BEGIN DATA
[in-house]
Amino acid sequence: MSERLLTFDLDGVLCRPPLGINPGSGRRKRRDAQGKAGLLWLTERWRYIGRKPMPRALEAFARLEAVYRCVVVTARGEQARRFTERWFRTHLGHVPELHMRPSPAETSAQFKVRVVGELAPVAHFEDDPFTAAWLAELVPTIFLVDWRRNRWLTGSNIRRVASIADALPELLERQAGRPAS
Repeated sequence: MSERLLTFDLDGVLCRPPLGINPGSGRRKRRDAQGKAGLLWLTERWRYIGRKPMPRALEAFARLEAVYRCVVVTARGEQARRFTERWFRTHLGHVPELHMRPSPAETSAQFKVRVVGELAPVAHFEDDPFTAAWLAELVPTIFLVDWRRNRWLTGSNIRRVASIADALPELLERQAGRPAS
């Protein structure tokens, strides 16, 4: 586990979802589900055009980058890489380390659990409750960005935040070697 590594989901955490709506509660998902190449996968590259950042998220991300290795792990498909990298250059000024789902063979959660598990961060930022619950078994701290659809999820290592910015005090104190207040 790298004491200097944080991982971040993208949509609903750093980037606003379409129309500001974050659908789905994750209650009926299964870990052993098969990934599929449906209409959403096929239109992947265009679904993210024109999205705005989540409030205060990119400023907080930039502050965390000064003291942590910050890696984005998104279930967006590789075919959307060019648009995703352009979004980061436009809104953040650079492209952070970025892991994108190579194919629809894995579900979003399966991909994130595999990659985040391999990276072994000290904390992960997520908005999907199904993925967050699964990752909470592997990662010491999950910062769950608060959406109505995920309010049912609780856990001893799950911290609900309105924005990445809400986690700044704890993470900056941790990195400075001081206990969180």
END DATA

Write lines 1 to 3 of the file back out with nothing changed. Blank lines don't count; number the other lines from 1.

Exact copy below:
[in-house]
Amino acid sequence: MSERLLTFDLDGVLCRPPLGINPGSGRRKRRDAQGKAGLLWLTERWRYIGRKPMPRALEAFARLEAVYRCVVVTARGEQARRFTERWFRTHLGHVPELHMRPSPAETSAQFKVRVVGELAPVAHFEDDPFTAAWLAELVPTIFLVDWRRNRWLTGSNIRRVASIADALPELLERQAGRPAS
Repeated sequence: MSERLLTFDLDGVLCRPPLGINPGSGRRKRRDAQGKAGLLWLTERWRYIGRKPMPRALEAFARLEAVYRCVVVTARGEQARRFTERWFRTHLGHVPELHMRPSPAETSAQFKVRVVGELAPVAHFEDDPFTAAWLAELVPTIFLVDWRRNRWLTGSNIRRVASIADALPELLERQAGRPAS